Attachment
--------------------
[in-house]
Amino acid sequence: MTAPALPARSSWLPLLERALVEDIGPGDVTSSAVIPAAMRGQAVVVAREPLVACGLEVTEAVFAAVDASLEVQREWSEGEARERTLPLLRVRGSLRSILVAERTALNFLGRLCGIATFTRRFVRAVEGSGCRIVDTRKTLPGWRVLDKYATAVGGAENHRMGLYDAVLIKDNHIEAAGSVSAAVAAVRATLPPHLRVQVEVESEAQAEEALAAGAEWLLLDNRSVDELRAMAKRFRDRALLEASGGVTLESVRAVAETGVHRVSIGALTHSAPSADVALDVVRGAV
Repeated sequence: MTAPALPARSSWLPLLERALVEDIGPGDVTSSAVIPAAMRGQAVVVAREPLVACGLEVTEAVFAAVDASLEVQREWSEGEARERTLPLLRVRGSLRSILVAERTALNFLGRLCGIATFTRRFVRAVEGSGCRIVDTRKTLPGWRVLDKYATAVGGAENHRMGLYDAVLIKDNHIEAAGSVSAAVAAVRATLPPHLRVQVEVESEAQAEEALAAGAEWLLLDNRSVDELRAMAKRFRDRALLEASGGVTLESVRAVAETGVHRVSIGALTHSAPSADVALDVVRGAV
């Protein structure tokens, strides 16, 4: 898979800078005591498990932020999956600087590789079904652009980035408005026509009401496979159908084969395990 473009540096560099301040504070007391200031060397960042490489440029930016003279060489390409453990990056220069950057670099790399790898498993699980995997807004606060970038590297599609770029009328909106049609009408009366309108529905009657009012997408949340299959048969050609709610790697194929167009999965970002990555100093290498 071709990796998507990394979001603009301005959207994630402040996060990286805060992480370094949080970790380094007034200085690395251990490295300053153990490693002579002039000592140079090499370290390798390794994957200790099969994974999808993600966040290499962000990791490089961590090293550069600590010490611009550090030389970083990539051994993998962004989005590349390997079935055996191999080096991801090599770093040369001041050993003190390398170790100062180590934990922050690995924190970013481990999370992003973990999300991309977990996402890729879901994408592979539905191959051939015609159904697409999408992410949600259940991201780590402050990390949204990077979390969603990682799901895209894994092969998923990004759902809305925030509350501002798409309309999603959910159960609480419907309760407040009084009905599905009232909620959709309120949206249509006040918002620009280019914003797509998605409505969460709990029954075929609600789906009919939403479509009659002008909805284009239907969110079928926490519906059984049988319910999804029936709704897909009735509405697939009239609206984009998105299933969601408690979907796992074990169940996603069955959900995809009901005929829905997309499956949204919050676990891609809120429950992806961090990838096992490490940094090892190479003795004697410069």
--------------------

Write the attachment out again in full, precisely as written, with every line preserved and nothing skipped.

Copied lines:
[in-house]
Amino acid sequence: MTAPALPARSSWLPLLERALVEDIGPGDVTSSAVIPAAMRGQAVVVAREPLVACGLEVTEAVFAAVDASLEVQREWSEGEARERTLPLLRVRGSLRSILVAERTALNFLGRLCGIATFTRRFVRAVEGSGCRIVDTRKTLPGWRVLDKYATAVGGAENHRMGLYDAVLIKDNHIEAAGSVSAAVAAVRATLPPHLRVQVEVESEAQAEEALAAGAEWLLLDNRSVDELRAMAKRFRDRALLEASGGVTLESVRAVAETGVHRVSIGALTHSAPSADVALDVVRGAV
Repeated sequence: MTAPALPARSSWLPLLERALVEDIGPGDVTSSAVIPAAMRGQAVVVAREPLVACGLEVTEAVFAAVDASLEVQREWSEGEARERTLPLLRVRGSLRSILVAERTALNFLGRLCGIATFTRRFVRAVEGSGCRIVDTRKTLPGWRVLDKYATAVGGAENHRMGLYDAVLIKDNHIEAAGSVSAAVAAVRATLPPHLRVQVEVESEAQAEEALAAGAEWLLLDNRSVDELRAMAKRFRDRALLEASGGVTLESVRAVAETGVHRVSIGALTHSAPSADVALDVVRGAV
């Protein structure tokens, strides 16, 4: 898979800078005591498990932020999956600087590789079904652009980035408005026509009401496979159908084969395990 473009540096560099301040504070007391200031060397960042490489440029930016003279060489390409453990990056220069950057670099790399790898498993699980995997807004606060970038590297599609770029009328909106049609009408009366309108529905009657009012997408949340299959048969050609709610790697194929167009999965970002990555100093290498 071709990796998507990394979001603009301005959207994630402040996060990286805060992480370094949080970790380094007034200085690395251990490295300053153990490693002579002039000592140079090499370290390798390794994957200790099969994974999808993600966040290499962000990791490089961590090293550069600590010490611009550090030389970083990539051994993998962004989005590349390997079935055996191999080096991801090599770093040369001041050993003190390398170790100062180590934990922050690995924190970013481990999370992003973990999300991309977990996402890729879901994408592979539905191959051939015609159904697409999408992410949600259940991201780590402050990390949204990077979390969603990682799901895209894994092969998923990004759902809305925030509350501002798409309309999603959910159960609480419907309760407040009084009905599905009232909620959709309120949206249509006040918002620009280019914003797509998605409505969460709990029954075929609600789906009919939403479509009659002008909805284009239907969110079928926490519906059984049988319910999804029936709704897909009735509405697939009239609206984009998105299933969601408690979907796992074990169940996603069955959900995809009901005929829905997309499956949204919050676990891609809120429950992806961090990838096992490490940094090892190479003795004697410069």